The long tradition and early training in plant taxonomy and evolutionary theory have led to the preconceived notion among plant ecologists that plant diversity represents the sum of distinct classes, rather than a continuum of variation. Thus, broad-scale comparisons across different taxa are viewed with scepticism. Yet, the unarticulated reluctance to compare the functional properties of phototrophic organisms across broad ranges of plant types is not well-grounded. Broad comparisons are likely to capture most of the functional variance that these organisms display and lead to general conclusions, albeit sometimes imprecise for individual species. Ecological synthesis could be fostered if scientists working with the different plant types made efforts to Increase connectance between them by highlighting similarities, instead of formulating Independent theories to account for similar phenomena.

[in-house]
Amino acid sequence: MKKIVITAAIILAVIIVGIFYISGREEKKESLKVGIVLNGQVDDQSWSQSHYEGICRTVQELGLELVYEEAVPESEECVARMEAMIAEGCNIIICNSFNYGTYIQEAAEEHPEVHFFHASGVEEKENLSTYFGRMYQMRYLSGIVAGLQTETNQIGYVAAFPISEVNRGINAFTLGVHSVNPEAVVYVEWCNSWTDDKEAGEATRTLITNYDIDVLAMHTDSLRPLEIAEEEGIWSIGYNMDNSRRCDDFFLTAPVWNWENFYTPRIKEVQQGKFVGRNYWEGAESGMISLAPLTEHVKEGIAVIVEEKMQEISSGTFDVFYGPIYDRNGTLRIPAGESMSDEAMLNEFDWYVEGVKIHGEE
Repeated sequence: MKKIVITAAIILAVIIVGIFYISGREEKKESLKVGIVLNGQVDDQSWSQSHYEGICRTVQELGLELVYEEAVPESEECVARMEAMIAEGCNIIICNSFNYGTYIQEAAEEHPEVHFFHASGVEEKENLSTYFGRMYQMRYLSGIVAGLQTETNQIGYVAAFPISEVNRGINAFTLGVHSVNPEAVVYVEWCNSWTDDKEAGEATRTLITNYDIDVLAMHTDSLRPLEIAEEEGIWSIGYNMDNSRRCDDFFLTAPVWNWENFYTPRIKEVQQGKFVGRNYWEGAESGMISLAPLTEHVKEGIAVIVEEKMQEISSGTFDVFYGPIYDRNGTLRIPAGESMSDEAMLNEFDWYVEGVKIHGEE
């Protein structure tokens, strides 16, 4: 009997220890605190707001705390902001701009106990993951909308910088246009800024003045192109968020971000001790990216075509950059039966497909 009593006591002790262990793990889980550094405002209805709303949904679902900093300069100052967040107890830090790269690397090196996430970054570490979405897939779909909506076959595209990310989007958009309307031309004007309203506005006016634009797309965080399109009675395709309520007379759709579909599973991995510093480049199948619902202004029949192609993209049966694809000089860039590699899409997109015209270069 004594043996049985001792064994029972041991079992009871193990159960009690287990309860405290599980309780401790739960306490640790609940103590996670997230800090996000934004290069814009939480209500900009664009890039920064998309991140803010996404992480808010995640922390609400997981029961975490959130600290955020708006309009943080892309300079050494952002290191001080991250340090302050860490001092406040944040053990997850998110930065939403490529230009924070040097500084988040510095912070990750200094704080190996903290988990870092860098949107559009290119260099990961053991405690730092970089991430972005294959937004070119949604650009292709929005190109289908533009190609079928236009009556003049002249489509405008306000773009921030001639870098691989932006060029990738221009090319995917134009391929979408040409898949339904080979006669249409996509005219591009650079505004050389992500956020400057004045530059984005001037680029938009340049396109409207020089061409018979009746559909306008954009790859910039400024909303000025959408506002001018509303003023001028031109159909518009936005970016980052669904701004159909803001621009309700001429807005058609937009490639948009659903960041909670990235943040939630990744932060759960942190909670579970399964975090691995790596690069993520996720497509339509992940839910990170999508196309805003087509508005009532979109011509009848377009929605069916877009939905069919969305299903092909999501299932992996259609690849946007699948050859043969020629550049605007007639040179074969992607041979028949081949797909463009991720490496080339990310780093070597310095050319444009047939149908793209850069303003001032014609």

ASJC Scopus subject areas
- Ecology, Evolution, Behavior and Systematics